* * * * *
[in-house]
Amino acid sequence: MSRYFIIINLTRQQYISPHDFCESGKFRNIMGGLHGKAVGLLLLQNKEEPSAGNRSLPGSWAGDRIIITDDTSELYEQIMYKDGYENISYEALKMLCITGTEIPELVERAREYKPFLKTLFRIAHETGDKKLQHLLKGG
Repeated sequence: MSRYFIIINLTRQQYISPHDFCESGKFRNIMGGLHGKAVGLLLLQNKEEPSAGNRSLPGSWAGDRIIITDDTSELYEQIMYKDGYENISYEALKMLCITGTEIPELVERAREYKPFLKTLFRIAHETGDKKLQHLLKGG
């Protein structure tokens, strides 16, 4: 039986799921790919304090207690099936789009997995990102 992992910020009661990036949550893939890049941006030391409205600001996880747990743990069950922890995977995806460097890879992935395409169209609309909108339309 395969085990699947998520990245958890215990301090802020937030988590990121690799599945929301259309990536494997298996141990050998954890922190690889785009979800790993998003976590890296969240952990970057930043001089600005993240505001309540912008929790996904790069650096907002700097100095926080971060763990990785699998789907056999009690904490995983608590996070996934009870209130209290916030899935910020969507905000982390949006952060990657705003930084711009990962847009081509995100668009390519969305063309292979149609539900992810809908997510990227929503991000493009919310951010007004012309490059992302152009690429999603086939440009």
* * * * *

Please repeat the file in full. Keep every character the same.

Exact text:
[in-house]
Amino acid sequence: MSRYFIIINLTRQQYISPHDFCESGKFRNIMGGLHGKAVGLLLLQNKEEPSAGNRSLPGSWAGDRIIITDDTSELYEQIMYKDGYENISYEALKMLCITGTEIPELVERAREYKPFLKTLFRIAHETGDKKLQHLLKGG
Repeated sequence: MSRYFIIINLTRQQYISPHDFCESGKFRNIMGGLHGKAVGLLLLQNKEEPSAGNRSLPGSWAGDRIIITDDTSELYEQIMYKDGYENISYEALKMLCITGTEIPELVERAREYKPFLKTLFRIAHETGDKKLQHLLKGG
């Protein structure tokens, strides 16, 4: 039986799921790919304090207690099936789009997995990102 992992910020009661990036949550893939890049941006030391409205600001996880747990743990069950922890995977995806460097890879992935395409169209609309909108339309 395969085990699947998520990245958890215990301090802020937030988590990121690799599945929301259309990536494997298996141990050998954890922190690889785009979800790993998003976590890296969240952990970057930043001089600005993240505001309540912008929790996904790069650096907002700097100095926080971060763990990785699998789907056999009690904490995983608590996070996934009870209130209290916030899935910020969507905000982390949006952060990657705003930084711009990962847009081509995100668009390519969305063309292979149609539900992810809908997510990227929503991000493009919310951010007004012309490059992302152009690429999603086939440009």